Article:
Stochastic Sampling

The basic goal of stochastic sampling is to draw random samples from a given distribution p(x). Sometimes, p(x) is not exactly known, for example, knowing only f(x)=p(x)/K.

Given the ability of stochastic sampling, we may do the following things: (i) approximate p(x), (ii) integrate p(x), and (iii) optimize p(x).

A difficulty for stochastic sampling is that the form of p(x) or f(x) is usually complex, however, we can only sample directly from some easy-formed distributions, like discrete distribution, uniform distribution or unit Gaussian.

So, usually we sample from an easy-to-sample distribution q(x) instead of from p(x) or f(x), then we either assign each sample point a “weight”, or an “acceptance probability” which decides whether we accept this point as a sample from p(x) or f(x).

Some basic sampling methods include:

  • Monte Carlo: Sample from q(x). No weight or acceptance probability is calculated. Just pretends that samples from q(x) is from p(x), and use the samples to compute the integration of p(x).
  • Weighted Sampling: Sample from q(x). Assign each sample x a weight w=p(x)/q(x). Use the weighted samples to compute the integration of p(x).
  • Rejection Sampling: Sample from q(x), where q(x) > p(x) in the whole domain of p(x). Accept each sample x by an acceptance probability a=p(x)/q(x).

In above methods, we have to choose q(x) which is easy-to-sample and approximate p(x). These two requirements are often contradictory. In order not to be bothered by choosing q(x), we may resort to Markov Chain Monte Carlo methods, which constructively approach p(x) without q(x) along a Markov chain.

  • Metropolis Sampling: Sample xt from a transition proposal q(xt|xt-1). Accept the sample by the probability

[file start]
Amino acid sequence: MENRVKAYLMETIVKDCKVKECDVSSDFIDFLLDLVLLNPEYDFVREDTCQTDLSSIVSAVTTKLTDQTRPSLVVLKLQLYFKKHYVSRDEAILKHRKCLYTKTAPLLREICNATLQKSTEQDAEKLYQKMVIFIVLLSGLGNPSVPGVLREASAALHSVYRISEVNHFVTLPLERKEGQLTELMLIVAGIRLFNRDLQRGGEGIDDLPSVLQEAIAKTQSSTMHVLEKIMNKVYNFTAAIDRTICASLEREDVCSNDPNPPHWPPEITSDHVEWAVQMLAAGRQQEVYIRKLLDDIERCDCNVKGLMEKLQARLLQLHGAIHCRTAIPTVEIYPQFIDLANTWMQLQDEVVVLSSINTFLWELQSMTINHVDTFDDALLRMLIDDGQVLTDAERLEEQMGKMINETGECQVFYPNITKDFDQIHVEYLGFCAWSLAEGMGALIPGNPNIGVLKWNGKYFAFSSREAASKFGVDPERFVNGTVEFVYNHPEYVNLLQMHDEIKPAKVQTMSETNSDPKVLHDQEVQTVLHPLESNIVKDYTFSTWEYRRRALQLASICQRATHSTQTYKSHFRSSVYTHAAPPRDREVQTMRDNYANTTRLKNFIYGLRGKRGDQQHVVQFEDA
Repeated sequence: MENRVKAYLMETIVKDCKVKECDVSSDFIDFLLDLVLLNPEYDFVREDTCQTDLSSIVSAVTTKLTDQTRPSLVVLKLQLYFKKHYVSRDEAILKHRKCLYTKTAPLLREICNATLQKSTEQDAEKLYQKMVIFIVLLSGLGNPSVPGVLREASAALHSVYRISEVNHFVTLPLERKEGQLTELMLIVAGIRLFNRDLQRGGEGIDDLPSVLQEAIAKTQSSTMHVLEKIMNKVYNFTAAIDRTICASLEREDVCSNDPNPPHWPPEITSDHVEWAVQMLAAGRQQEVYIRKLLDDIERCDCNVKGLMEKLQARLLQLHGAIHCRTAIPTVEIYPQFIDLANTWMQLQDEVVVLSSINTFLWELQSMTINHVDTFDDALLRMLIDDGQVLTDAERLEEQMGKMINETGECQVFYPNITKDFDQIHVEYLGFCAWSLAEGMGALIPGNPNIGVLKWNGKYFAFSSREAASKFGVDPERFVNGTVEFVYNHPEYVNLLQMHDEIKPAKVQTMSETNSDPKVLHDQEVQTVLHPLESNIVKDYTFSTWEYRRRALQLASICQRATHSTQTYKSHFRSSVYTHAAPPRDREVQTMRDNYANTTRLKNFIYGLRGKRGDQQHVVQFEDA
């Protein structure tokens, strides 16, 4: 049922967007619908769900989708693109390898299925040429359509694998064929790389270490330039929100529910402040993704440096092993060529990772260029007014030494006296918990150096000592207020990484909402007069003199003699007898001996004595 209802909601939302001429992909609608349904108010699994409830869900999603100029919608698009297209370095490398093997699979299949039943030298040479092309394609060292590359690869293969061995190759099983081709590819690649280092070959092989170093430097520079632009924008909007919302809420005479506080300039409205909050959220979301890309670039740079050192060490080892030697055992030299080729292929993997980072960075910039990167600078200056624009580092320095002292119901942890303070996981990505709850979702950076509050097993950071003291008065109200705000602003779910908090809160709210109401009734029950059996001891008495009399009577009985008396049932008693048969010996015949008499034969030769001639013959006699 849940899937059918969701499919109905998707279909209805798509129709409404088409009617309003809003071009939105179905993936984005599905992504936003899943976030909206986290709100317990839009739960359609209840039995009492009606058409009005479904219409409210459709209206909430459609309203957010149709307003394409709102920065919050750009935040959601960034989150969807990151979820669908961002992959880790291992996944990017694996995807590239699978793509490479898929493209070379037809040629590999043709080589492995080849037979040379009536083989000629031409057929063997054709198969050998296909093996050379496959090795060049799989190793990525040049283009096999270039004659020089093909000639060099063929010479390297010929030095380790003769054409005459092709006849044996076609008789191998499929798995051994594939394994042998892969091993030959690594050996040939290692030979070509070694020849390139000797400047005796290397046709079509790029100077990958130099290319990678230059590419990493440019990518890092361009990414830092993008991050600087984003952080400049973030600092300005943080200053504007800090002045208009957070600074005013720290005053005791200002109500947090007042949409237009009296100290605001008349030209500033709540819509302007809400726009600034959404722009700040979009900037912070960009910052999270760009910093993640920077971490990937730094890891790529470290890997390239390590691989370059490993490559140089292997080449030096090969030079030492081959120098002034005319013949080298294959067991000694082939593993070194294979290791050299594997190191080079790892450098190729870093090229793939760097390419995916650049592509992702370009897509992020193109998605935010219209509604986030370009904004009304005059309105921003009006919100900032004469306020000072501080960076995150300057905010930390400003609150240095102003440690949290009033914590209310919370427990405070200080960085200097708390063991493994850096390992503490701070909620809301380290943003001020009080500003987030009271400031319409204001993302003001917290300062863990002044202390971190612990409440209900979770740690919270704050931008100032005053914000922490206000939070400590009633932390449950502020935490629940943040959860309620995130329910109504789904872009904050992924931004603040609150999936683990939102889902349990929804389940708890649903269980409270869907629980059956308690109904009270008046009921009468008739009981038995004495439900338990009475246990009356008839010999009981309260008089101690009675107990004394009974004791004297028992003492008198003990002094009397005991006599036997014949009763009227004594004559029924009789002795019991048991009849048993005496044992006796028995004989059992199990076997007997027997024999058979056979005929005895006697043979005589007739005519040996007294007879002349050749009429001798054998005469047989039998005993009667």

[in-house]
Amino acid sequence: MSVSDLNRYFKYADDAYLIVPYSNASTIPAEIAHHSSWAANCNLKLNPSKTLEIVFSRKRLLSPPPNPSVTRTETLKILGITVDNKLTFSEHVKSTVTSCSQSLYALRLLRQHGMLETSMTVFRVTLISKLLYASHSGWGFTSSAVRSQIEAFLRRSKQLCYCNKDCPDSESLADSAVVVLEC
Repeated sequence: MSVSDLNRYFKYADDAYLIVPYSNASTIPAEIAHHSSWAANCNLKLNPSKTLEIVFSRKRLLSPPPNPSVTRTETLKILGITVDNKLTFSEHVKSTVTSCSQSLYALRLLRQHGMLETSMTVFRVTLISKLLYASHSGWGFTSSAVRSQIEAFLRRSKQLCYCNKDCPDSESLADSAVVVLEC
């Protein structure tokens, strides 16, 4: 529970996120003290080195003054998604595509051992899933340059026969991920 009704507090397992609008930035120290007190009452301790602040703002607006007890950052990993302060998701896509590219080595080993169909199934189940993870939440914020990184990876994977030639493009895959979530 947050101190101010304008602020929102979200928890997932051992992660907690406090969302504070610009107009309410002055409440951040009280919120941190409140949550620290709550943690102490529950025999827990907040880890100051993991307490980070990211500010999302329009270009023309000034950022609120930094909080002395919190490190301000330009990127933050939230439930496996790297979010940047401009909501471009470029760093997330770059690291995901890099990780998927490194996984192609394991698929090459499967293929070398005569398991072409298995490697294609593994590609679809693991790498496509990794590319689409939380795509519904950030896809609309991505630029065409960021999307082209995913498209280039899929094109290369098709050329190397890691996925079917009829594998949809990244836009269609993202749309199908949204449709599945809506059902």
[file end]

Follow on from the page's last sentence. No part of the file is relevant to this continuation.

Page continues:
\alpha = min\left[ \frac{f(x_t)}{f(x_{t-1})}, 1 \right]
    The intuition is to accept xt with high probability if f(xt) > f(xt-1). This requires that q(a|b)=q(b|a).
  • Metropolis-Hasting Sampling: Change the acceptance probability to
    \alpha = min\left[ \frac{f(x_t)q(x_t|x_{t-1})}{f(x_{t-1})q(x_{t-1}|x_t)}, 1 \right]
    This trick removes the requirement of q(a|b)=q(b|a).
  • Gibbs Sampling: In case that f(x) is very high-dimensional, it is expansive to compute f(x). So we avoid computing acceptance probability by assuming a=1, which means always accept the sample.
  • Simulated Annealing: Change the acceptance probability to
    \alpha = min\left[ \left(\frac{f(x_t)}{f(x_{t-1})}\right)^{1/T(t)}, 1 \right]
    where T(t) decreases from a large value to 1. The intuition is that initially, a large T increases the probability to accept an xt which does not increase the value of f(xt).

Few more words for simulated annealing: to take it as a sampling method, we decrease T down to 1; to make it an optimization method, we decrease T down to 0.

References:

  1. B. Walsh. Markov Chain Monte Carlo and Gibbs Sampling. Lecture notes. 2004.
  2. David J.C. MacKay. Information Theory, Inference, and Learning Algorithms. Chapter 29 and Chapter 30.